This post follows on from the one on tree stump grinding, that was the heavy work, we took down the dread leylandii, cut up the trunks for firewood, chipped the branches for compost and ground out the roots. The grinding process left behind an incredibly light soil and ground wood mixture which feels ideal for planting. Removal of the trees left this part of the garden open to the farmer’s field behind us and, more worryingly, to the prevailing wind, so we need to put in a screen for both and decided on laurel. It’s a tough plant and, if allowed to get out of control, a monster, however, contained it will provide a dense hedge, presumably good for wildlife, a wind break and a screen to the field.
A couple of weeks ago I went to our local auction house that has a plant sale every Friday, I had checked the online catalogue and there was laurel hedging in the sale, thirty plants with an estimate of £30 to £50. I’m not an old hand at auctions but have bid at a few so I set my maximum hammer price at £40 for the lot and determined to stick to that. For me this is the most important decision to take about any item in an auction, you have to set the price you are willing to pay ahead of the sale so that you don’t get carried away in the white heat the bidding process. The hammer came down on my £35, not a bad deal but remember to add the buyers premium of 15% plus tax (VAT) thereon at 20%, in total £41.30 for 30 strong plants with good root systems.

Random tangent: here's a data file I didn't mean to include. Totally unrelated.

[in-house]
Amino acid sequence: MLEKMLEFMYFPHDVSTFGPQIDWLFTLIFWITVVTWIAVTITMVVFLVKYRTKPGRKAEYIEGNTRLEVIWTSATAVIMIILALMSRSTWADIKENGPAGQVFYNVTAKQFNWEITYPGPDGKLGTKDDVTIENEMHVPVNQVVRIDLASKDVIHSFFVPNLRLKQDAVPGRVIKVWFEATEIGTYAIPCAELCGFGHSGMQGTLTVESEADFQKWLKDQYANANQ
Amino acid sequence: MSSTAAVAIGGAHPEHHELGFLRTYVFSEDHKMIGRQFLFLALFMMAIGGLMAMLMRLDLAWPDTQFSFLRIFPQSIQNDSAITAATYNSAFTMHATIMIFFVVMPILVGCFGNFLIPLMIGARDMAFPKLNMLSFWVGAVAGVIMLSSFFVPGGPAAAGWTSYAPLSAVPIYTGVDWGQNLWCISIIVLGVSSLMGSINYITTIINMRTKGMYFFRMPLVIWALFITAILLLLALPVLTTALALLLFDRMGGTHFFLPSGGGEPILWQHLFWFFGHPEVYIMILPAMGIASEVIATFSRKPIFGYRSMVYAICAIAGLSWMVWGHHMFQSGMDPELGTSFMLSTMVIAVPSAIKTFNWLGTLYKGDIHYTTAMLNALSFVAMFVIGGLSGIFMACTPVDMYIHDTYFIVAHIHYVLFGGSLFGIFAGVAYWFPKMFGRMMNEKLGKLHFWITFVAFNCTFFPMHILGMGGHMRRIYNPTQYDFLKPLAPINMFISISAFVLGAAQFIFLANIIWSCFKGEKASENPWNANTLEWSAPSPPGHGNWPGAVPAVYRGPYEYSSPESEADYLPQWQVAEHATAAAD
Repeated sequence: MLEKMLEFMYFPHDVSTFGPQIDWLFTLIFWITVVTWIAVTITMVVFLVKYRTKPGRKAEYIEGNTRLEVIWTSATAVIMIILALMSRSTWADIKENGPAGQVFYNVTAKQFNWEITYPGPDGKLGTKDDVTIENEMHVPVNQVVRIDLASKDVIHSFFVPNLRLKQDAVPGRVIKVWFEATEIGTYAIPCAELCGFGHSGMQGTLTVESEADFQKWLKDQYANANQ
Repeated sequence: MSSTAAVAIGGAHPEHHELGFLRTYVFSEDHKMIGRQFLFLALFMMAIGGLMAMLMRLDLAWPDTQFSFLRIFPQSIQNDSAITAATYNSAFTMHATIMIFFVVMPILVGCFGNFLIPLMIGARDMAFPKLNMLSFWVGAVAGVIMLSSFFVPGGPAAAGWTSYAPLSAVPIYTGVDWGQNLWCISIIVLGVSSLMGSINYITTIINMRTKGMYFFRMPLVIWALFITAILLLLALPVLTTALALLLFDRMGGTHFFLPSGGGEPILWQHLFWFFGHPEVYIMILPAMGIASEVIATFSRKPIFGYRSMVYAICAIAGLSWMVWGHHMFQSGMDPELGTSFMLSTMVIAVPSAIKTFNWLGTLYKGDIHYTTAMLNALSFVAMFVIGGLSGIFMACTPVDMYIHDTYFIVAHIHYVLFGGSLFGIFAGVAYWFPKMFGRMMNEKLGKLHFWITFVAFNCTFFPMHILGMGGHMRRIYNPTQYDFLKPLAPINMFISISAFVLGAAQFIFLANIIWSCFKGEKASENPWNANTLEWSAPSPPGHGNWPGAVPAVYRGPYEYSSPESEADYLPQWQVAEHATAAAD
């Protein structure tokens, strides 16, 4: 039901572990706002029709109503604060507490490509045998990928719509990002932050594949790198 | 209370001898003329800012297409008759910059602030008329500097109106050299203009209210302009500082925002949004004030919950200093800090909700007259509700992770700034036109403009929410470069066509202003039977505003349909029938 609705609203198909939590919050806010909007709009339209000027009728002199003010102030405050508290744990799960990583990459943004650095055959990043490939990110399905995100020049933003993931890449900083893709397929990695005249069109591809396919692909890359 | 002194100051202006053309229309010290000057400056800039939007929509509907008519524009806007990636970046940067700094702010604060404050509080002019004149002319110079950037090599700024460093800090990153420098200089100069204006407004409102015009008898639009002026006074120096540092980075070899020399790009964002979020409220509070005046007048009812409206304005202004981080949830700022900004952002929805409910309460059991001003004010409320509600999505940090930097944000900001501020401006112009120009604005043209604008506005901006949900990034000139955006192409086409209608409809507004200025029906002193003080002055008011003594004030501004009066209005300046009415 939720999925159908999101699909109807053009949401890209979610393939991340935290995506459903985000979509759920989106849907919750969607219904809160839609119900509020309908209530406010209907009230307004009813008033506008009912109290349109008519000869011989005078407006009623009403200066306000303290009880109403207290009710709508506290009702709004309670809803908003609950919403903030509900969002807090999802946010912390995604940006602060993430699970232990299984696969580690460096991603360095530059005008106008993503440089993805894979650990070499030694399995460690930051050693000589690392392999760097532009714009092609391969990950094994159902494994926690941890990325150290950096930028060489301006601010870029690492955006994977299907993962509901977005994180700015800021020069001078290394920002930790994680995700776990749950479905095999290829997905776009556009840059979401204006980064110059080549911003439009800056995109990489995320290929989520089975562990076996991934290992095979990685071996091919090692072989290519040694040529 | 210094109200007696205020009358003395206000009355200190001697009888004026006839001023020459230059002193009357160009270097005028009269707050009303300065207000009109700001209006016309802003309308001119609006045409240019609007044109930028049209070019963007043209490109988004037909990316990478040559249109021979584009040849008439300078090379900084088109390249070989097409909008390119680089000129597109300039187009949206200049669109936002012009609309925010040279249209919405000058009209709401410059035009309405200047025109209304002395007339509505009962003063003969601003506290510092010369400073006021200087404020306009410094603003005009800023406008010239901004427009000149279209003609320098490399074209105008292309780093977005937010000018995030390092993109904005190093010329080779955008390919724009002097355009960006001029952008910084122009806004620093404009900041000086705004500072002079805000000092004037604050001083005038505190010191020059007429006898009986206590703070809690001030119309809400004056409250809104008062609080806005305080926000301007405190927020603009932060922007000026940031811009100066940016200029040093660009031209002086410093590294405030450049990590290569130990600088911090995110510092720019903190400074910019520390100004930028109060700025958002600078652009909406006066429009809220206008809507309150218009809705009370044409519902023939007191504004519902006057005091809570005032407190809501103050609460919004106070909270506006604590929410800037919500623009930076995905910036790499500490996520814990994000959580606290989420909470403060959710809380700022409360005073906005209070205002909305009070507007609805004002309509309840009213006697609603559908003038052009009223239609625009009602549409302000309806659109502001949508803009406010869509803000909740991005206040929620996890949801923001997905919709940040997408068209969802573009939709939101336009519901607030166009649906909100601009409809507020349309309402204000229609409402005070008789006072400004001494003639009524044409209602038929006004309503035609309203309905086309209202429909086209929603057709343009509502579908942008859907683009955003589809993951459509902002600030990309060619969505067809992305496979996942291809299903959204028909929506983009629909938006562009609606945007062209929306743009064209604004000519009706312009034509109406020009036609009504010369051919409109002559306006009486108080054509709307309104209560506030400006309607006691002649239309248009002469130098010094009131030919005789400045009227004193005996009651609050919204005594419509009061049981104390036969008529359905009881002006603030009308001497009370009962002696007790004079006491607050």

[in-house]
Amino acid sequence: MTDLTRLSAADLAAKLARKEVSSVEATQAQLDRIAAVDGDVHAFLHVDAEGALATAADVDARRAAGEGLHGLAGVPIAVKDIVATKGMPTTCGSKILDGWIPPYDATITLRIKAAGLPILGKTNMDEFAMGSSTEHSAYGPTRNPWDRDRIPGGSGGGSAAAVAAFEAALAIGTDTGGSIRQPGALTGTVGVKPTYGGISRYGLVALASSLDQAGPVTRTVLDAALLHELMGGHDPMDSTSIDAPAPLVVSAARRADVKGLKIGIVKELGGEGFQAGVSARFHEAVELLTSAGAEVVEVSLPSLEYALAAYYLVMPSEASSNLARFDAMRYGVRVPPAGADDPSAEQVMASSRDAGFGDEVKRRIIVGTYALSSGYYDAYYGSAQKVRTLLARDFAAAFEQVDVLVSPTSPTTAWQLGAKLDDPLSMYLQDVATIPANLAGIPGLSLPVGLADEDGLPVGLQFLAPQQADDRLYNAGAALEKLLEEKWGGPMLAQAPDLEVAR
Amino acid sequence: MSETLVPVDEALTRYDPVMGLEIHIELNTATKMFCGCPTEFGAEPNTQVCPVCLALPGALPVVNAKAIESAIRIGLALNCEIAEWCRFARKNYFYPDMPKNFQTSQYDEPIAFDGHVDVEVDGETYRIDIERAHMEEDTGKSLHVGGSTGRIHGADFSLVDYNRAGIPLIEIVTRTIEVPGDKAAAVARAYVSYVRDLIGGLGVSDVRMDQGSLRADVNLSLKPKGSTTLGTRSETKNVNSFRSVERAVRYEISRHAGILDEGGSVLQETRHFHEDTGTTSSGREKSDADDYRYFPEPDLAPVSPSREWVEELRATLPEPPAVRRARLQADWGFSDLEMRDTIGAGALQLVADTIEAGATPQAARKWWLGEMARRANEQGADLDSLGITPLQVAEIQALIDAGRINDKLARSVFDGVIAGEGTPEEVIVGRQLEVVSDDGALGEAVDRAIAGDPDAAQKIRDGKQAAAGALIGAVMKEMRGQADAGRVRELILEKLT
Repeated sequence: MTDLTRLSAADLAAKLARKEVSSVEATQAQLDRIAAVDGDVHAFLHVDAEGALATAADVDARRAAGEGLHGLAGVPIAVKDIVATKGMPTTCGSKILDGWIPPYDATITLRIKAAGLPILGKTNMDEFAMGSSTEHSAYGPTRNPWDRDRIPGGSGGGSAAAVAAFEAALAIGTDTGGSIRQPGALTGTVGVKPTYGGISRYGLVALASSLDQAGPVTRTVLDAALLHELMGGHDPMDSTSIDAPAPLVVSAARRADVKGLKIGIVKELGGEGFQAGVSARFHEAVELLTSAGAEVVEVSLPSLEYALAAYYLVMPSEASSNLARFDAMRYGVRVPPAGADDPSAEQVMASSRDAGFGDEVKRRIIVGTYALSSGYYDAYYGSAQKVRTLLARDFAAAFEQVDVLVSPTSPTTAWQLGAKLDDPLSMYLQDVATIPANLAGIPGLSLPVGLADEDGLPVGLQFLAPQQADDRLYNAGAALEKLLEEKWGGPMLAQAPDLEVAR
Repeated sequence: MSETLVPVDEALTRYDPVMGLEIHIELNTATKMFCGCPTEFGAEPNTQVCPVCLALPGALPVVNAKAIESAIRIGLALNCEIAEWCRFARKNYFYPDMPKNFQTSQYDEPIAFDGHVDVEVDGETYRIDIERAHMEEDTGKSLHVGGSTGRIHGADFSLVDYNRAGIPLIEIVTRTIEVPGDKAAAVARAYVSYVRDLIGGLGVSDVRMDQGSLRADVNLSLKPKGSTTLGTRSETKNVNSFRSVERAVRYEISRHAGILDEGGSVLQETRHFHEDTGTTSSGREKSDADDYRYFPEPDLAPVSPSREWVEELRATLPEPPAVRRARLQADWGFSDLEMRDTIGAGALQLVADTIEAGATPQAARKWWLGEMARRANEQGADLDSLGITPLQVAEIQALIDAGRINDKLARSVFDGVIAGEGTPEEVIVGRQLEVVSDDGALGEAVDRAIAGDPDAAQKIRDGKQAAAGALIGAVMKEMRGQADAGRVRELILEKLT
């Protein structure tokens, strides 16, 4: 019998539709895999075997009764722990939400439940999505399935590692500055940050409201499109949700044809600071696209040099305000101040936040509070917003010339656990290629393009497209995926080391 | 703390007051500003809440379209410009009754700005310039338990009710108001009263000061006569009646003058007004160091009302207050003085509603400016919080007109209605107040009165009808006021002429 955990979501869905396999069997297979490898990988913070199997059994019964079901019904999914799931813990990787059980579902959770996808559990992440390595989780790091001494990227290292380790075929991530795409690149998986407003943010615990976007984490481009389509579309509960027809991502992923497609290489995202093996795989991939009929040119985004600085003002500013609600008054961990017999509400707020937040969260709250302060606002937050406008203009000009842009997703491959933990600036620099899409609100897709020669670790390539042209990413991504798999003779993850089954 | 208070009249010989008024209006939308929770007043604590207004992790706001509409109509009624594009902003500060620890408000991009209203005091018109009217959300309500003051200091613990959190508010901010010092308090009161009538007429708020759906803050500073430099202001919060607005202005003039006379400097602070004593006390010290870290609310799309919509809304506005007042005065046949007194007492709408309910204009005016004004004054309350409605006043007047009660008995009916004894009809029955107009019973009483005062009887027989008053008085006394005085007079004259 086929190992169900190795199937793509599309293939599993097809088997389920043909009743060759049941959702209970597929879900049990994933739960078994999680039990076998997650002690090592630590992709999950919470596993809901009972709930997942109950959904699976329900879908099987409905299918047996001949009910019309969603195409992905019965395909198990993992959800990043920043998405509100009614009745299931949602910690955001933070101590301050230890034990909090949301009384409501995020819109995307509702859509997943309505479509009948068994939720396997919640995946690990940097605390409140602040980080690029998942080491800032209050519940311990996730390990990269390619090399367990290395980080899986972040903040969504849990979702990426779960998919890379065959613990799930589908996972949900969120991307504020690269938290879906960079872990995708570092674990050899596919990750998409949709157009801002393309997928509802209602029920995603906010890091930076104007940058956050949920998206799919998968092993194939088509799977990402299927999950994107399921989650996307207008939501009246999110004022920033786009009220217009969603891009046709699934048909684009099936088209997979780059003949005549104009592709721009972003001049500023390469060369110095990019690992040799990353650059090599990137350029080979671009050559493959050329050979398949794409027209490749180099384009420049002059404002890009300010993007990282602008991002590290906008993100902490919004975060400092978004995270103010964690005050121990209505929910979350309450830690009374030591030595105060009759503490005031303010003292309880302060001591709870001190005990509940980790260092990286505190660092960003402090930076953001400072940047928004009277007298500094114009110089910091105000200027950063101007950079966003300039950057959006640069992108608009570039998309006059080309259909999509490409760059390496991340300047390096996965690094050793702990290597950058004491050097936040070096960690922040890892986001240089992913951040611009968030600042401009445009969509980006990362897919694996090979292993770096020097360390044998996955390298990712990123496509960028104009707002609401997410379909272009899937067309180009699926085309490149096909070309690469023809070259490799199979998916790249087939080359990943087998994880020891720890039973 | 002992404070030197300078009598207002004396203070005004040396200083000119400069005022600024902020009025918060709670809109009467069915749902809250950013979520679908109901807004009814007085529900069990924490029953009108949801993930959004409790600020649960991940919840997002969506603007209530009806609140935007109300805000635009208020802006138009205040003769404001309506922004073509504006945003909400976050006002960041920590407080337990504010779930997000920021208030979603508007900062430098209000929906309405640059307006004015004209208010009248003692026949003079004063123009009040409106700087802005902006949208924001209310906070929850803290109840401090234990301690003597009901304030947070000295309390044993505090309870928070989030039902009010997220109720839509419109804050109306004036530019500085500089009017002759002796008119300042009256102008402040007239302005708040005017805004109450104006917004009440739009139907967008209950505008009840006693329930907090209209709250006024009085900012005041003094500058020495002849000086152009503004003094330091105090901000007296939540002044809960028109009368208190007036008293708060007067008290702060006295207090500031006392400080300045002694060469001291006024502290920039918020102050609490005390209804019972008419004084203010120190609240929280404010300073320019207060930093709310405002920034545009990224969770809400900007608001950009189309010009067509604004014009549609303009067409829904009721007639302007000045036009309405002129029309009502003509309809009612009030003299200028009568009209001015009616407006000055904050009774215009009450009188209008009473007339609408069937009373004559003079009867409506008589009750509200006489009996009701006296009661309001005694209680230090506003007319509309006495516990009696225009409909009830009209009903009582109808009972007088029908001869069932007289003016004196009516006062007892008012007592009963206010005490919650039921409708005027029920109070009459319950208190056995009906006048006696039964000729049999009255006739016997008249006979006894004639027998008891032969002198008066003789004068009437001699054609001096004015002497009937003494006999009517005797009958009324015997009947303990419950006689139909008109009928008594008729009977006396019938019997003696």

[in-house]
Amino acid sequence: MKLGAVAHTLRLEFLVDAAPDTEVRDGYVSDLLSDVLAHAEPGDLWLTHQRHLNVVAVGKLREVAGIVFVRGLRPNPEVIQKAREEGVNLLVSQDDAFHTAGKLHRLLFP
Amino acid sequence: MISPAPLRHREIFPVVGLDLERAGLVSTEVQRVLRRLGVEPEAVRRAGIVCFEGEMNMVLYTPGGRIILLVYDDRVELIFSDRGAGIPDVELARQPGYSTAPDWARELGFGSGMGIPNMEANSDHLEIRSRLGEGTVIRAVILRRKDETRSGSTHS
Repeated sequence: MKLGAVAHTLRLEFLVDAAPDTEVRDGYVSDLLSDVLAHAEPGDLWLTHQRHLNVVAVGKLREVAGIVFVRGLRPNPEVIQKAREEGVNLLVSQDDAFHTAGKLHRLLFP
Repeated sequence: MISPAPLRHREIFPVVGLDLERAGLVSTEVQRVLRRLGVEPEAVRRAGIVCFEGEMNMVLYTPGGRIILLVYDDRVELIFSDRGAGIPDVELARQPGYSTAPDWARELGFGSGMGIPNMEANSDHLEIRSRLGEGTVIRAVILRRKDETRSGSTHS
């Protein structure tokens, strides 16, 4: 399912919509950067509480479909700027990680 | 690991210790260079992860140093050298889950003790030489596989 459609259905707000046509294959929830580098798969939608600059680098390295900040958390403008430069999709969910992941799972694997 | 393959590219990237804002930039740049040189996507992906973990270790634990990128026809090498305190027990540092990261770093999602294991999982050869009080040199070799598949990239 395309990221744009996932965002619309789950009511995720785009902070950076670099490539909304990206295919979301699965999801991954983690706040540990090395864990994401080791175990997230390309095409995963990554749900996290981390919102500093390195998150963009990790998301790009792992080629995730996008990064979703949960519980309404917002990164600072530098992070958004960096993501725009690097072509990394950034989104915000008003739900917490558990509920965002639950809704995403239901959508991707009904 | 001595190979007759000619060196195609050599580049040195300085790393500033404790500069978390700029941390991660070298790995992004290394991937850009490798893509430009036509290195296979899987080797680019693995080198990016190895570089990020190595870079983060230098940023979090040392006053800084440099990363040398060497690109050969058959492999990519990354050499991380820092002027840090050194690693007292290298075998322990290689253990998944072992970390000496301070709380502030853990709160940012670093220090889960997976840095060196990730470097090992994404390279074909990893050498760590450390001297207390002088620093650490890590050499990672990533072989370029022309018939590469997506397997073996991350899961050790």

Yesterday I started planting and in only a couple of, very cold on the hands, hours, got them all in. I’d watered them in their pots before planting and did so again once they were in the ground. I like to think they’re in a reasonably straight line but know it doesn’t really matter, in a year or two the stems won’t be so visible and the foliage will knit together.
So that was my journey from 20 leylandii to 30 laurel.